| Having just returned home from the international meeting
in Barcelona, I want to share the AAPG membership trends that illustrate
a shift toward more international. International development is an
important component of AAPG's future.
In addition, I want to review the age distribution
of our membership that illustrates the importance of further developing
our student programs.
Simply put, the average age of an AAPG member has
been increasing over the last decade.
Among the most frequently asked questions is about
membership trends and numbers. Membership at the end of 2002 was
30,942 (figure 1) -- a decrease from
a membership high of 43,803 in 1985.
The total membership has been relatively stable the
past few years. The largest part of membership comes from the international
regions and Gulf Coast Section. The Gulf Coast membership is currently
9,405, which is 30 percent of the total. International membership
is 9,413, also 30 percent of the total.
Figure 2 illustrates
the trends for the Sections and the international area; the trend
for international membership is increasing, whereas most of the
U.S. Sections show a declining membership. International membership
in 1980, 1990 and 2000 was 13 percent, 18 percent and 27 percent
of the total, respectively. The Gulf Coast appears to have stabilized
over the last five years.
The international area, by AAPG Bylaws, is broken
into six regions for governance purposes and representation on the
Advisory Council (Africa, Europe, Latin America, Canada, Middle
East and Asia/Pacific). The largest region is the European Region,
with 33 percent of the international members. The smallest region
is the Middle East Region, with 5 percent of the international members.
AAPG has five different membership categories (Active,
Associate, Student, Emeritus and Honorary).
- Active members meet the degree
and experience requirements prescribed in the AAPG Bylaws. They
also meet a three-member sponsorship requirement. Actives currently
total 56 percent of the current membership.
- Associates are any persons not
qualified for any other class of membership, who are college graduates
and whose employment is related to geology. Associates comprise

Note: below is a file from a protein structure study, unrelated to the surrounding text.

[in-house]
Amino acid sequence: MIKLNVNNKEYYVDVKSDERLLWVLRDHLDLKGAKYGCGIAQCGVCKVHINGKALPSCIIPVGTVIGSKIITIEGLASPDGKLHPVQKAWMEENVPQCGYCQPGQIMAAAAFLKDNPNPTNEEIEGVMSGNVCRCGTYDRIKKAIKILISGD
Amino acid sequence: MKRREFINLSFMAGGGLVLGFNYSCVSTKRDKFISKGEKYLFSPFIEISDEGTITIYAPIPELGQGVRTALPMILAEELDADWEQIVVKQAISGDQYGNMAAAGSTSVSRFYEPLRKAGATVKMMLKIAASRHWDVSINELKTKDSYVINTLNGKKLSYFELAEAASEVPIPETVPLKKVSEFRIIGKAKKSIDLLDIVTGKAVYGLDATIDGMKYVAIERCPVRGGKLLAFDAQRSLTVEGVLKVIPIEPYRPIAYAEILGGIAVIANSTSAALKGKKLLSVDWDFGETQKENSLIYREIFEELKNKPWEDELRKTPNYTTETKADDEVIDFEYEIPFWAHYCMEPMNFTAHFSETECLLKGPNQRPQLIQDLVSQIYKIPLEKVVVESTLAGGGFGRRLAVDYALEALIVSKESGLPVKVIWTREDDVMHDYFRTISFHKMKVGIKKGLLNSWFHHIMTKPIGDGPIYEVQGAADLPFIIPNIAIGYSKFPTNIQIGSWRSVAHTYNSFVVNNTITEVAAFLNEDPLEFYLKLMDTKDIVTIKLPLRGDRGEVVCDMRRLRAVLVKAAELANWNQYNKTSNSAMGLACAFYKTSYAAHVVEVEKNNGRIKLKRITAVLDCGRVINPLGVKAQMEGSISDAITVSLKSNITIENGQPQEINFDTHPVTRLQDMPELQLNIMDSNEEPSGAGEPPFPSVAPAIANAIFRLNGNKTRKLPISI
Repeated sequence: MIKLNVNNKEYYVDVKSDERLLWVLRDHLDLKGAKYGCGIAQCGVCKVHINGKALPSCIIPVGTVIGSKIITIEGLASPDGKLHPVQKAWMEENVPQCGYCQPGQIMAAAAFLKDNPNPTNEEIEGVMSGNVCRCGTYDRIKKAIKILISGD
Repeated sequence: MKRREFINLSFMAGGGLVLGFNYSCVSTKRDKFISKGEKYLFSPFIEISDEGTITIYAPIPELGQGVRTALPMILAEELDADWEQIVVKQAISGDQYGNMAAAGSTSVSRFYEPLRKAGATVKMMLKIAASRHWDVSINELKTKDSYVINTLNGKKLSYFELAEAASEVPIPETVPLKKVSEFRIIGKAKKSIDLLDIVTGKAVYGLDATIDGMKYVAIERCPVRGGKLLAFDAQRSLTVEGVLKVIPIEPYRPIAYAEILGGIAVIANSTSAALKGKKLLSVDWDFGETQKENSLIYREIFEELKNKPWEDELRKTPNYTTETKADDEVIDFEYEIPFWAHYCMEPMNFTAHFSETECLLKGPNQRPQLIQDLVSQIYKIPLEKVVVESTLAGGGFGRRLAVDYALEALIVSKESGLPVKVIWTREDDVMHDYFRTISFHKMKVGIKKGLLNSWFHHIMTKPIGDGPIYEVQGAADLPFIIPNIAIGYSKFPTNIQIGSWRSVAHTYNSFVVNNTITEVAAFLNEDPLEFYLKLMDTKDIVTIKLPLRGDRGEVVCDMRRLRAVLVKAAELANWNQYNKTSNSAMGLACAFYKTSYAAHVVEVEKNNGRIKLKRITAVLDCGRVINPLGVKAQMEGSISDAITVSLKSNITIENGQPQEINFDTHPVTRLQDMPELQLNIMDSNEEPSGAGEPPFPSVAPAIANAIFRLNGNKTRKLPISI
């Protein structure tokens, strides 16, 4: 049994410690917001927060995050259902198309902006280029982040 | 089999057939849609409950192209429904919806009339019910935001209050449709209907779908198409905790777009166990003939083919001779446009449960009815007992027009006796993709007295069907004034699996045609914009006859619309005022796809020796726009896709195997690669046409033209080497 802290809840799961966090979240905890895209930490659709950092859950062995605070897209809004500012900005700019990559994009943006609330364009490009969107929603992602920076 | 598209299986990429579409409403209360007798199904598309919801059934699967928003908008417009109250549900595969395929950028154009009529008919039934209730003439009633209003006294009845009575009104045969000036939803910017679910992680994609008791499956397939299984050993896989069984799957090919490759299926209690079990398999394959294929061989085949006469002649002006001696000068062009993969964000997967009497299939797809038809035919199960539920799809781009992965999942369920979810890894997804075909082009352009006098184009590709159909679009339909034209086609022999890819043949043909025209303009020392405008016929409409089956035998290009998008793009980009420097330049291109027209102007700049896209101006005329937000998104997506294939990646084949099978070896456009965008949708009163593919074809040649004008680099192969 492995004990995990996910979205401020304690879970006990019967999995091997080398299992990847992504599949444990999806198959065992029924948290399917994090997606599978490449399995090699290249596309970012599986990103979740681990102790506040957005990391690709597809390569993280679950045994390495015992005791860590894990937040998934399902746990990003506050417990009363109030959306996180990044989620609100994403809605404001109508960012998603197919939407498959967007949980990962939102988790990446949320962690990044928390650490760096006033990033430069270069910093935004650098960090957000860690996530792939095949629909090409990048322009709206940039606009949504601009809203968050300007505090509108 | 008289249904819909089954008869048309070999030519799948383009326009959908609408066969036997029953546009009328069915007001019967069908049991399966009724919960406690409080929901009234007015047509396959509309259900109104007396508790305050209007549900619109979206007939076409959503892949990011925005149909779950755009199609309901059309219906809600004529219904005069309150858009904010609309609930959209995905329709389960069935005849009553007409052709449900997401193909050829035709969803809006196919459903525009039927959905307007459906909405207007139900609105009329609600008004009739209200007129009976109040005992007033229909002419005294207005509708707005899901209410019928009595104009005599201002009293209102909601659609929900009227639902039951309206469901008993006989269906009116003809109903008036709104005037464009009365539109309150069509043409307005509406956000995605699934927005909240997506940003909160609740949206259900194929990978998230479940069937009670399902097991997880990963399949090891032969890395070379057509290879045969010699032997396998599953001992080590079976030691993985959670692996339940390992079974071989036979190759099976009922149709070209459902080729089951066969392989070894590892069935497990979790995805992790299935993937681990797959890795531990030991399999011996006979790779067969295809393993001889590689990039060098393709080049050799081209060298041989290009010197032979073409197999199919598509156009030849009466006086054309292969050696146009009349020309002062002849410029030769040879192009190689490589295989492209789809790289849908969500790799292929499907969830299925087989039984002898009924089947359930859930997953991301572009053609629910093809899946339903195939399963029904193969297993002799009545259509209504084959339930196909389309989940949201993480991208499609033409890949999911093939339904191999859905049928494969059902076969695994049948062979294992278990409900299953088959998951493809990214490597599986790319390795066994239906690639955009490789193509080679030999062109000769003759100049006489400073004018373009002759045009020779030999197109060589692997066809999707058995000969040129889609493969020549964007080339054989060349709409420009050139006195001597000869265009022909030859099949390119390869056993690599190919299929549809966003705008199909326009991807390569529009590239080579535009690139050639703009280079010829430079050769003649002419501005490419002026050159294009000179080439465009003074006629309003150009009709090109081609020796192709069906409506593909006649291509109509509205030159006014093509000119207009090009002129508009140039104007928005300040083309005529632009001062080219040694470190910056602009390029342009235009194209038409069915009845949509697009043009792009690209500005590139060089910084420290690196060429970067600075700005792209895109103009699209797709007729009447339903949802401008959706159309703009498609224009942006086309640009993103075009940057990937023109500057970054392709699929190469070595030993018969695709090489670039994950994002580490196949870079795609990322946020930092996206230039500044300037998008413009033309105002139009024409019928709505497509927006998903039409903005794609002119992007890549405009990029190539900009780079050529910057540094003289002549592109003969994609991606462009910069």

30 percent of the current membership.
- Students are actively enrolled
in geology or in a field related to geology. Students comprise
7 percent of the current membership.
- Emeritus members are active members
who are 65 or older and have been long-time members of the Association.
Emeritus members comprise 7 percent of the current membership.
- Honorary membership is determined
by the Executive Committee, and this category is small (0.3 percent
of the membership).
The trends for Active, Associate and Student categories
are illustrated in figure 3, showing
that Active membership numbers are declining whereas Student and
Associate memberships are either flat or increasing.
The AAPG has been marketing itself to our large sister
societies (i.e., SPE and SEG) so part of the increase in the Associate
category is from this segment.
Student members currently get free membership because
of the Halliburton grant program. Halliburton agreed last year to
pay for student memberships for a two-year program to help promote
AAPG to students. The AAPG very much appreciates the support from
The age distribution of
members has changed over the last 25 years. In 1980, leading
up to the great boom in the oil and gas business, 50.5 percent of
the membership was less than 40 years old, 27.2 percent of the membership
was 41-55 and 23.9 percent of the membership was older than 55.
In 2002, 25.4 percent of the membership was less
than 40, 47 percent of the membership was 41-55 and 27.9 percent
of the members were older than 55. Thus the average age of the members
has increased over the past 25 years.
The tranche of members that joined during the early
1980s boom is still the majority of the membership. The average
age is currently 49, which probably approximates the average age
in the industry.
This average age suggests that we may be approaching
a human resource crisis. One of the many reasons for emphasizing
student programs is to get students into geoscience programs and
Other interesting membership characteristics include:
- The majority of our members live in Texas
- Consultants and independents comprise
26 percent of the membership (16.7 percent in 1981).
- Members employed by the top 50 companies
make up 20 percent of the membership.
The changing membership demographics illustrate the
importance to continually assess membership needs. We are currently
working on a new long-range plan for the Association that will incorporate
these trends. The plan will also address the needs of domestic members.
I want to thank our international members for their
strong support of AAPG programs. The recent international conference
in Barcelona was attended by more than 1,500 people, and it was
a huge success.
Special thanks go out to Jordi (Jorge) Ferrer for
his efforts as general chairman for the meeting.